Setting the Foundations for Oral Health: An Essential Part of Care in Early Childhood

WIHCC Mobile Dental Van

WIHCC Mobile Dental Van

According to the Centers for Disease Control and Prevention (CDC), tooth decay is the most common chronic illness affecting more than 40% of children before the time they reach kindergarten. Like other bacterial infections, cavities and tooth decay can worsen if left untreated, leading youngsters on a path filled with pain, challenges with eating, and other severe diagnoses throughout life.

When exposed to regular dental checkups at an early age, the chance of maintaining a healthier mouth into adulthood increases. Oral health is integral to general health and, the good news is tooth decay is largely preventable.

But, how can you work on prevention if you’re a child that lives in a rural area where access to a care provider is sometimes 2-3 hours away—when many of your family members are unemployed, living under the poverty line and struggling to meet basic needs?

In 2007, Dr. Thomas Barnes, Chief Dental Officer at Winslow Indian Health Care Center (WIHCC) and his dental team grappled with this same question. The children of the Winslow, Arizona Service Area live with a high cavity and overall disparity rate, but those aren’t the only challenges. The clinic’s service area encompasses roughly 2,414 square miles of rural and border town communities within Navajo and Coconino Counties.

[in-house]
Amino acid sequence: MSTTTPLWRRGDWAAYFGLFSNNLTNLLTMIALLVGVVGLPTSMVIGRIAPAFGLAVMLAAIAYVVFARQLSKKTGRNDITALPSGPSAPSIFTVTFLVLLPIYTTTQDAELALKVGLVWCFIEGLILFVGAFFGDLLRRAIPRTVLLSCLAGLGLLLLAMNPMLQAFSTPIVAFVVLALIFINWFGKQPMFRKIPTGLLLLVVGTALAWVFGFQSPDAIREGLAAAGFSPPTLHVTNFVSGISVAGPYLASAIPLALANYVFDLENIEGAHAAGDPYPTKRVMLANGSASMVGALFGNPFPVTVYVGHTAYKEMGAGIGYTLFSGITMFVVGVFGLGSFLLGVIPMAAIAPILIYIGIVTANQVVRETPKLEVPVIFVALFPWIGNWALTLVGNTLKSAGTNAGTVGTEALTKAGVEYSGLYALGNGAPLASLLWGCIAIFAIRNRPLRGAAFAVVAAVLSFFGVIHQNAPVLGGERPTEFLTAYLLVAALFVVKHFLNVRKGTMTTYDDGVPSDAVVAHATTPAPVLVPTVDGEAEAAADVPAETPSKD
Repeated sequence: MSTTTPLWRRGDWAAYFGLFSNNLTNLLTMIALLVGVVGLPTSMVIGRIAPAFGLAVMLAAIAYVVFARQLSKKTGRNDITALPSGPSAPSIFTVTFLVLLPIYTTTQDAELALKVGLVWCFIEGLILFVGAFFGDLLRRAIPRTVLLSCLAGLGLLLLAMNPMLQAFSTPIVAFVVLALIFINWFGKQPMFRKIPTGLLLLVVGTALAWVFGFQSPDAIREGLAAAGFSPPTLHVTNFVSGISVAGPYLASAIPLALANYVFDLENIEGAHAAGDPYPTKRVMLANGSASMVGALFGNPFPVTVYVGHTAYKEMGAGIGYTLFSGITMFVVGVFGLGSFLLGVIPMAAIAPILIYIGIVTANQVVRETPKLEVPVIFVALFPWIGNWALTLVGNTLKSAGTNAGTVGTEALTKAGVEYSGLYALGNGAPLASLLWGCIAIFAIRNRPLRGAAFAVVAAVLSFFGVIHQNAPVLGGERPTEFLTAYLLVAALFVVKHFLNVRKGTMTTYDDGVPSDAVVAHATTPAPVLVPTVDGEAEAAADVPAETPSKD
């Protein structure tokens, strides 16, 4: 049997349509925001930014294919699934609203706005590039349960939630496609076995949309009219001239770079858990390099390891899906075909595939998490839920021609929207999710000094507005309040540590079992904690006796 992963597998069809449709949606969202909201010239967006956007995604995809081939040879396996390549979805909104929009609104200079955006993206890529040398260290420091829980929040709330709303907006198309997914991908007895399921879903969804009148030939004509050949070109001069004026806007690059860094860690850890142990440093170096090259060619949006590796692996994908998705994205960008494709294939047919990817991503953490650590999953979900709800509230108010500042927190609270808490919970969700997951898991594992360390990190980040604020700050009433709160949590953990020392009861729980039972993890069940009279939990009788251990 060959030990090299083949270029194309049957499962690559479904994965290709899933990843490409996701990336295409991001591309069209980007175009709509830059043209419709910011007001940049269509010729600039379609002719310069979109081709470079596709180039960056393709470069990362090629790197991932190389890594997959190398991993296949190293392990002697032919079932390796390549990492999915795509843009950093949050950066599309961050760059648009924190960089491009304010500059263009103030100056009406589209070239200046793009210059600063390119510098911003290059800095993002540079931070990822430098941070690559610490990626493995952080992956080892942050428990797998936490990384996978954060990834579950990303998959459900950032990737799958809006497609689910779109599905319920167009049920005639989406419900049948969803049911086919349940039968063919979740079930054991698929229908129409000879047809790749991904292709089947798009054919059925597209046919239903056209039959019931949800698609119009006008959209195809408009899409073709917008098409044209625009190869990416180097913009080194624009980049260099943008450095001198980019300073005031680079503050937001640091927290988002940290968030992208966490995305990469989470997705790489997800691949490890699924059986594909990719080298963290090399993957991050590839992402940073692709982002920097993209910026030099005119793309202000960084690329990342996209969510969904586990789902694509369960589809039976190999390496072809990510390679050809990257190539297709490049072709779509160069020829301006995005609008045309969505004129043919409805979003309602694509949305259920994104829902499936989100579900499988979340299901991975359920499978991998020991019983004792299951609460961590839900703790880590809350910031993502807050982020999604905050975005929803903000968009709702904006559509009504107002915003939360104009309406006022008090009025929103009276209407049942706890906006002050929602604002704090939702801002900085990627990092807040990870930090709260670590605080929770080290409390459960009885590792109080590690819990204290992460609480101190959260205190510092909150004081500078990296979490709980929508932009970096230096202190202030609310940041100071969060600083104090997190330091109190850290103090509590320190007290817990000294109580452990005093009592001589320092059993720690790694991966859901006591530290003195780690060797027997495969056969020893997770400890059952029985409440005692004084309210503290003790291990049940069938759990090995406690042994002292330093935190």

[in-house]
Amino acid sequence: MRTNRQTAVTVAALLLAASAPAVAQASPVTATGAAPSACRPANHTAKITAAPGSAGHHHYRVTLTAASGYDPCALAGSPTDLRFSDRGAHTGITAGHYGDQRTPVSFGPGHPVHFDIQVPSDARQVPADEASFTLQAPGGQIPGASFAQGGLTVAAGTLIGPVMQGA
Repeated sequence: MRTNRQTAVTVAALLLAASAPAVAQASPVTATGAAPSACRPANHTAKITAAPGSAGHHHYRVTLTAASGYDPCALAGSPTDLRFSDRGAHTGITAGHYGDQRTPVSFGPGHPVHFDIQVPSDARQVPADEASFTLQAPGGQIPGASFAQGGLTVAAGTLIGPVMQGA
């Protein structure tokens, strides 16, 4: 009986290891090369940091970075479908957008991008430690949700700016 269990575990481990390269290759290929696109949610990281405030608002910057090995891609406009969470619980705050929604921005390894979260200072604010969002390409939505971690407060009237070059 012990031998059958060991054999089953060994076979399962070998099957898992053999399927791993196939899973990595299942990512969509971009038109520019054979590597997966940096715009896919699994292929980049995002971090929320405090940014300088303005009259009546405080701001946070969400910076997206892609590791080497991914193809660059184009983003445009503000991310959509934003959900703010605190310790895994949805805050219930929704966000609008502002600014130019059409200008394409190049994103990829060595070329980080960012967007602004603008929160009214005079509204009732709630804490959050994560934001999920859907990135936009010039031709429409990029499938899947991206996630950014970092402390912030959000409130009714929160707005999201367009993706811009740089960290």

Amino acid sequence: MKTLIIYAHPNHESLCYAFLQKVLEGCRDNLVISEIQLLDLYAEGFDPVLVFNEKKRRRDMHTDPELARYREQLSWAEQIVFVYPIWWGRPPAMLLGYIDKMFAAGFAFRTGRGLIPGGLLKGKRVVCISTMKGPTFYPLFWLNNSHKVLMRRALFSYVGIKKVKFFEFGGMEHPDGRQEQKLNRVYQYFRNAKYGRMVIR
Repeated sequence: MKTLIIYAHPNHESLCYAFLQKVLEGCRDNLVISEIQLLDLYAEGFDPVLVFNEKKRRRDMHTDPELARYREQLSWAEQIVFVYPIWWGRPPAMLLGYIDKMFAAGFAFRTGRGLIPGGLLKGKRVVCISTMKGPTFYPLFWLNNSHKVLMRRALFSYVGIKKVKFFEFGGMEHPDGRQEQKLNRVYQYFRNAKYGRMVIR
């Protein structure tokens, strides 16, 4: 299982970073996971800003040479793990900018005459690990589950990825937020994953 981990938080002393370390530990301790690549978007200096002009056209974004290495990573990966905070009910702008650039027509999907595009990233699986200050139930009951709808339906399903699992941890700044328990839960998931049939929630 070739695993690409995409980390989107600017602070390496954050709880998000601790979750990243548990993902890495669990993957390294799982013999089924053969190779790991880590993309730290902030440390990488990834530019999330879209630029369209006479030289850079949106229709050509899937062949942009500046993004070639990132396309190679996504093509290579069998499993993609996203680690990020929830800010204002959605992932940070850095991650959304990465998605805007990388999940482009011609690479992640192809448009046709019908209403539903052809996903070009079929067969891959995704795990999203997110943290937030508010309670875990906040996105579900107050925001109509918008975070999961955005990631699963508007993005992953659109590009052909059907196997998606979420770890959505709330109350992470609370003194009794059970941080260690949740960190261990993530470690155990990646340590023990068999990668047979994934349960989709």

This year the program is focused on communities located in Navajo County which, according to the AZ county health rankings, is characterized by the following rankings: 15th in quality of life out of 15 Arizona counties; 14th in health outcomes, health factors, and health behaviors; and 12th in social and economic factors.

With an eye towards solutions that could push back against seemingly impossible odds, the WIHCC dental team established the Mobile Dental Van (MDV) Program with one clear objective in mind: bring services to patients in need.

Driven by this goal, the MDV team travels throughout the week to schools and youth programs in some of the most remote areas of the Navajo Nation. For the past eleven years, the diligent team has been successful in increasing access to quality and cost-free dental care, improving healthy habits, and decreasing oral health inequity for Native American children in grades K-12.

The Northern Arizona Healthcare Foundation is committed to investing in early childhood health, especially given the great need in our region. We have awarded grant funding which will enable the Mobile Dental Van to continue expanding its reach to more than 600 children in the coming year.

If you are interested in supporting these efforts or other similar efforts creating access to healthcare, please contact Matt Brasmer, Vice President of Development at Northern Arizona Healthcare Foundation by calling 928.213.6538; or emailing ; or visit our website.

Sandra KowalskiComment